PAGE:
A little park with a big history
Over the course of Barrie’s history, what is currently known as Memorial Square appears to have had an identity crisis.
Originally Memorial Square was the terminus of the nine-mile portage between Kempenfelt Bay and Willow Creek which flowed into the Nottawasaga River. This ancient trail was first used by the Wendat, whom the French then called Huron. In map from 1688, it was labelled as “Portage de dix Lieuel”. The trail played an important role in the War of 1812 and it continued to be used by fur traders, explorers and settlers until the 1830’s. By the 1850’s a new form of transportation was evolving.
The Northern Railway under the leadership of Frederic Cumberland had reached Allandale in 1853. Angered by Barrie’s refusal to pay for direct service, Cumberland stated “He would make the grass grow in Barrie streets and would pave Allandale streets with gold.” It wasn’t until 1865 that a switch line was extended to Barrie and a brick station along with freight sheds were built at the foot of Owen Street in an area to be named Station Gore. From there, passengers could then board the Lady of the Lakes steamer to sail to Orillia and Muskoka.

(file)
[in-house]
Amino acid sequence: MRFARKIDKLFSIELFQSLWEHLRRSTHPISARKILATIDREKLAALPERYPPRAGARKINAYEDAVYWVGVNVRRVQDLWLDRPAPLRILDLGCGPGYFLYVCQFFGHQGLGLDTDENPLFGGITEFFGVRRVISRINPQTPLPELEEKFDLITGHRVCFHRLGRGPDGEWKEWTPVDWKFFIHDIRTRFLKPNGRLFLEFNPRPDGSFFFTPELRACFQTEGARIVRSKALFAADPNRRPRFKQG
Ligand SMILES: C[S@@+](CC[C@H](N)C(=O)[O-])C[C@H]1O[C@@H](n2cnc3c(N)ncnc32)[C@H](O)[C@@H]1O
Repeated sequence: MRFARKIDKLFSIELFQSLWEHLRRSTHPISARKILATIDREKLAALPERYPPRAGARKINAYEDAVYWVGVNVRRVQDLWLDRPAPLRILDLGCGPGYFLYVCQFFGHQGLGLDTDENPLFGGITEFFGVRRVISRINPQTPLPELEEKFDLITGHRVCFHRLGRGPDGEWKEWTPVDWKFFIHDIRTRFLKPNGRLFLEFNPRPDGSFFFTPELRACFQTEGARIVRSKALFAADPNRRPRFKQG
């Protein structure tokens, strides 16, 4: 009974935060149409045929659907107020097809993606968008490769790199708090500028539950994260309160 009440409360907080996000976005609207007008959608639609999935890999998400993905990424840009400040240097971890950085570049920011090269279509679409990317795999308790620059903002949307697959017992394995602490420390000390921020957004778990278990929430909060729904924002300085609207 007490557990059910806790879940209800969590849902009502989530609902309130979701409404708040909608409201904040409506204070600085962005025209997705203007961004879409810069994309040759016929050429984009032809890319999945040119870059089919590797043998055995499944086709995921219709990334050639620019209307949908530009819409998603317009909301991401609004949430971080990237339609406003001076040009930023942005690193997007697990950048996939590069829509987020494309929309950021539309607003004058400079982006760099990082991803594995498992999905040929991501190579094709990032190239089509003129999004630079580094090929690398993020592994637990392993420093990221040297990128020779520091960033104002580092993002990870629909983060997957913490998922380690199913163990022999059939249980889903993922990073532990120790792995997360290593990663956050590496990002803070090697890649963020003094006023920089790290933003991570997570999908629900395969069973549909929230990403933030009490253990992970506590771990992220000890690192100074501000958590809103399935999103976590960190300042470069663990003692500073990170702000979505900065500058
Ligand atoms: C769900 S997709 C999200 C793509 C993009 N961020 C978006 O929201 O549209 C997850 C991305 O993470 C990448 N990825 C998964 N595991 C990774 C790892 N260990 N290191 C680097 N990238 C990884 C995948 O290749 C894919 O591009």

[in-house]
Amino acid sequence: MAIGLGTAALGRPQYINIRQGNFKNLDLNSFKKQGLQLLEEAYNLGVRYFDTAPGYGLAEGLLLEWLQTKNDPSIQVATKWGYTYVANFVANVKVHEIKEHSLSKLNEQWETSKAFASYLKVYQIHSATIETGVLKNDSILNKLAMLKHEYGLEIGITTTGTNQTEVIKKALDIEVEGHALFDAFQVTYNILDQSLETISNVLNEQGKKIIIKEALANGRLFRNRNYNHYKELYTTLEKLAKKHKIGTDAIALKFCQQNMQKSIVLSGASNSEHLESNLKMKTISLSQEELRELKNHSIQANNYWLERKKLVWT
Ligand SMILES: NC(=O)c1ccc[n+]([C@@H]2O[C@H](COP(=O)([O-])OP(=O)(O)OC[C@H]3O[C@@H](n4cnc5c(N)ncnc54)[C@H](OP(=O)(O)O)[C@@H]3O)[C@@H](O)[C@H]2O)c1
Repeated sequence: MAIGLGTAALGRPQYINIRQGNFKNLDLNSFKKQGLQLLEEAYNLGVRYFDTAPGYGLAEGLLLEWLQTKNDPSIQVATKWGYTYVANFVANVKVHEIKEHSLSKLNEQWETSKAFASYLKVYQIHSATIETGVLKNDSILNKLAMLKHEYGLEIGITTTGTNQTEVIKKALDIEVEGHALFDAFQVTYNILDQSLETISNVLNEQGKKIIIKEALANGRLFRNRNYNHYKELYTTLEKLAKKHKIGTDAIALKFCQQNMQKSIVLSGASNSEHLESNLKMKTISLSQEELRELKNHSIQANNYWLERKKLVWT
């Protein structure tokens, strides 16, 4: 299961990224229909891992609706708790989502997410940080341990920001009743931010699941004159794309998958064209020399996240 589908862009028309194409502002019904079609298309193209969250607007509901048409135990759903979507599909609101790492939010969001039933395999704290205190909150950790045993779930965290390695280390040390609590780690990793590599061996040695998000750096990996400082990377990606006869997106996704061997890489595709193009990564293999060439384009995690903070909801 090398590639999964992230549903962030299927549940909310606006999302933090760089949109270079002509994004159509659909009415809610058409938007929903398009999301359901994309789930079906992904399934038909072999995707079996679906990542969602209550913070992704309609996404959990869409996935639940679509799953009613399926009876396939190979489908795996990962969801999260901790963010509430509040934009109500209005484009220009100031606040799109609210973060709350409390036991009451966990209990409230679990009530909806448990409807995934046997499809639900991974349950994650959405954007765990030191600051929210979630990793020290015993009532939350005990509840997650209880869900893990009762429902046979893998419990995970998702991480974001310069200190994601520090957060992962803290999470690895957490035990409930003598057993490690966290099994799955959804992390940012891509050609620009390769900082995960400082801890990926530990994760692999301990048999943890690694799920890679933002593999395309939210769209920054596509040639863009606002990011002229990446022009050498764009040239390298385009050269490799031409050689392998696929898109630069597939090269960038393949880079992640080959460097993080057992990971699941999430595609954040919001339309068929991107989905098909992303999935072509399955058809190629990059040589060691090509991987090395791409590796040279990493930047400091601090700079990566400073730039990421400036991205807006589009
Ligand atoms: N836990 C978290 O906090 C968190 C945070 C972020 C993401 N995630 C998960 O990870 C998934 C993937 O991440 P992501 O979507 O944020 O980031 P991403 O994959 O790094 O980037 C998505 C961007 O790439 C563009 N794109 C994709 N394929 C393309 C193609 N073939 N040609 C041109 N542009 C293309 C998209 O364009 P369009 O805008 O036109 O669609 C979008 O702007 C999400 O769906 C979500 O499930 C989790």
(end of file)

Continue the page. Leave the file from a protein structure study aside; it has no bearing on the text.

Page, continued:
In 1884, a “new” Barrie post office and customs building was erected facing Dunlop Street in Station Gore. Designed by a local architectural firm, the new facility was deemed to be the most beautiful building in all of Barrie. Naturally, the entire site was then renamed Post Office Square.
The town of Barrie in partnership with the townships of Vespra and Innisfil erected the Soldiers’ Memorial to honour those who had lost their lives in WWI. The 23-foot high Cenotaph was unveiled before a large crowd in Post Office Square on June 28, 1922.
Fast forward to October 26, 1955 and a Barrie Examiner headline read “What Is To Become Of Our Old Post Office?” In 1956, the town purchased the building for $15,000. After almost two years of heated discussion as to what to do with this historic structure, the council paid $1,740 to have it demolished in 1958. While that debate was going on in 1957, Post Office Square was renamed Fred Grant Square. The town council chose to honour the then 89-year-old journalist and local historian Fred Grant for “saving the history of the town from oblivion.”
Another dramatic change occurred in 1963. With the decline in CNR passenger traffic, the Barrie Station was torn down and years later the tracks were removed. When the new bus terminal was built on Maple Avenue, many of its exterior design features mirrored the facade of that old Barrie Railway station.
With such a long, storied and significant part of Barrie’s history, the city designated the area as Memorial Square
Now Memorial Square which serves as the downtown gateway to Barrie’s remarkable waterfront park system will become ten times larger in size. “Great cities in the world usually have a great public space at their core,” stated Mayor Jeff Lehman.
Even Barrie’s nemesis, Frederic Cumberland would be impressed!